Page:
I have just read an article on the Economist linked to by Finextra: "The bank of SMS" - talking about mobile banking across Africa.
Even more interesting than the article were the comments, of which one leapt out at me more than others. It was criticising the investment being made in mobile banking, when there should be so many other priorities: "You also need substantial investment programs
(sic) to give access to water in ... drought-stricken areas"
Of course, being in the middle of a drought here in the UK, despite it being the wettest April on record, resonated somewhat.
But what has this got to do with (mobile) banking?
One of the problems that we have in the UK at the moment is that some parts of the country have more than enough water, whilst other parts do not. Unlike electricity, there is no "National Grid" system for the movement of water from where it is in surplus to
where it is in deficit. The water network is very localised, with no efficient means of transferring from one network to the other. I could fill a barrow up with water and physically move it to where I wanted it myself, but that is not very efficient - either
in time or effort.
This is reminiscent to me of a problem that we have in moving funds around. Note that I didn't add "in banking" to the end of that sentence. This is because consumers don't think of moving money as "banking", they just want it to be as easy (and low cost) as
possible. If we take particular note of workers remittance, the actual act of getting money from point X to point Y can be far more difficult than it should be.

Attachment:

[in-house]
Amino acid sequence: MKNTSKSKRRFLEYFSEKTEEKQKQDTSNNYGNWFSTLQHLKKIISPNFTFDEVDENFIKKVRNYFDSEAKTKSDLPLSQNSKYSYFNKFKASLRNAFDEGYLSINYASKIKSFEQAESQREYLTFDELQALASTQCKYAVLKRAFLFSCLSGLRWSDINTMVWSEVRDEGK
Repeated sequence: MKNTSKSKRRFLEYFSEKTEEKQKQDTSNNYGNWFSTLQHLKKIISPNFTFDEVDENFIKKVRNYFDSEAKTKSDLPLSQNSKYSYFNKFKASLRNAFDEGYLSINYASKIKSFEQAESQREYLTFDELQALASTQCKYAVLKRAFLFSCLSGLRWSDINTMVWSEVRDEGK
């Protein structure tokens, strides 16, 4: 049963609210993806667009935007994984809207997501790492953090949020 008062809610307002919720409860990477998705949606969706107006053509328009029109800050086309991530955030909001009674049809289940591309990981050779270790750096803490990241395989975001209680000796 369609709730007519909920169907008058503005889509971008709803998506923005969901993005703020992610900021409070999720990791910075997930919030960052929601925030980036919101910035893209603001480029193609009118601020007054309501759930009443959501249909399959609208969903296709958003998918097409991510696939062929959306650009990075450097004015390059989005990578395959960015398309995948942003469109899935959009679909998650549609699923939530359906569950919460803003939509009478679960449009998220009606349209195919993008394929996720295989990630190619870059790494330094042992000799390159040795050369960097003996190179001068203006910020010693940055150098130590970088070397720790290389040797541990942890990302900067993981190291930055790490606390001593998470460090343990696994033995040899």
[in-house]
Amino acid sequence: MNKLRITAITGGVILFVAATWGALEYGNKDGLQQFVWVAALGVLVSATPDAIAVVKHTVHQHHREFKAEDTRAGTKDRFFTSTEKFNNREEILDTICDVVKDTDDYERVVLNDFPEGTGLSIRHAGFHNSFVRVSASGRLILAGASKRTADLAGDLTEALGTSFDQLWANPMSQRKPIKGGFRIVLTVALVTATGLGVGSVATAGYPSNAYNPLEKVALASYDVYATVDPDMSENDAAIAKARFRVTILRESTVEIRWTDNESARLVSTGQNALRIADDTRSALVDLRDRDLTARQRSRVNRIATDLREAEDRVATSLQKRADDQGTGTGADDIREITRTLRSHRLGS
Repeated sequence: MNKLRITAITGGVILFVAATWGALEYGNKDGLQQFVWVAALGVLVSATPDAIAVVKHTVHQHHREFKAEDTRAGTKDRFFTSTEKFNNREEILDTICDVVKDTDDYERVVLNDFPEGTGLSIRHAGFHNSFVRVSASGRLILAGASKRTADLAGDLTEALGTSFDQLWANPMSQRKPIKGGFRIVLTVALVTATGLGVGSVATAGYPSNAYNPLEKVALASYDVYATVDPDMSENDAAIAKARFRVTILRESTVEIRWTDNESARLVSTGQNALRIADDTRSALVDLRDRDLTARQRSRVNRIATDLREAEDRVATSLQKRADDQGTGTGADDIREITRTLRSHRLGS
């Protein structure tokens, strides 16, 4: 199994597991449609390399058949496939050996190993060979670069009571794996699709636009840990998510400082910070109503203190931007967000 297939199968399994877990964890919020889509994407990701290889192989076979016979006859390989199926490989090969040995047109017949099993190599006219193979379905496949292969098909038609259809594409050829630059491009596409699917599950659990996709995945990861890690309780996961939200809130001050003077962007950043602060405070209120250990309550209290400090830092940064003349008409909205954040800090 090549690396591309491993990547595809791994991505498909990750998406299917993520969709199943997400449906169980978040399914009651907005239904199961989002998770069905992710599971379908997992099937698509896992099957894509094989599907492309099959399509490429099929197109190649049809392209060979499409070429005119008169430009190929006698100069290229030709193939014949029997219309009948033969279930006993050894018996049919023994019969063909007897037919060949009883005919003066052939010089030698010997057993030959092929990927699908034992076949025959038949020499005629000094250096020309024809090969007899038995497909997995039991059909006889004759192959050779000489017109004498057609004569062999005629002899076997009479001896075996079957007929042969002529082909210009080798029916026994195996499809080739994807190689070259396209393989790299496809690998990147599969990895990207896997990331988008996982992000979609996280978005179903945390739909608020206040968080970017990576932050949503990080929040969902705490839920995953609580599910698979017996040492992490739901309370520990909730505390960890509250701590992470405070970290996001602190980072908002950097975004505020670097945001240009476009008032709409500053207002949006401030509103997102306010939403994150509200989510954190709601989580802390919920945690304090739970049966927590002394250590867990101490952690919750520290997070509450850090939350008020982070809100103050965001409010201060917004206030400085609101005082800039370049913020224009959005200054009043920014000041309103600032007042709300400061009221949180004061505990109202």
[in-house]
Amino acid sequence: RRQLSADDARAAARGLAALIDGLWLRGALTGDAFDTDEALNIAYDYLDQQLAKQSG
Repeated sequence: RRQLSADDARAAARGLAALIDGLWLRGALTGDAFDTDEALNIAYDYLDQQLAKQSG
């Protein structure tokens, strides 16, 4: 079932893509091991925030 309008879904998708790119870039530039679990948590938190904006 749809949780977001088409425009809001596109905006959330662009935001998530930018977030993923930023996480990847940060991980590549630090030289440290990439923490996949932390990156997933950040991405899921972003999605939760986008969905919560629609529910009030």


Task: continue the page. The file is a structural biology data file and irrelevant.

I particularly enjoy travelling to Tanzania, yet if I wanted to send money to a friend there could I do that through my bank? Of course I can, but only if my friend also has a bank account. If they don't have a bank account, or perhaps they don't want to make
the journey to their nearest branch or ATM, how do I get money to them? Fortunately, there are numerous methods I can use, that utilise widespread agent networks across the globe; I could also send direct to my friend's mobile phone within Tanzania, as they
happen to subscribe to M-Pesa.
But I can't do this from my bank.
The act of transferring from one network to the other is far more difficult than it should be - the equivalent of my water barrow. Why am I not able to make a payment to a beneficiary on any one of multiple payment networks via my trusted financial partner?
Surely it's as important to have our pipes well-engineered as it is to have a nicely polished chrome tap?
Blog updated: 27 May 2015 20:57:09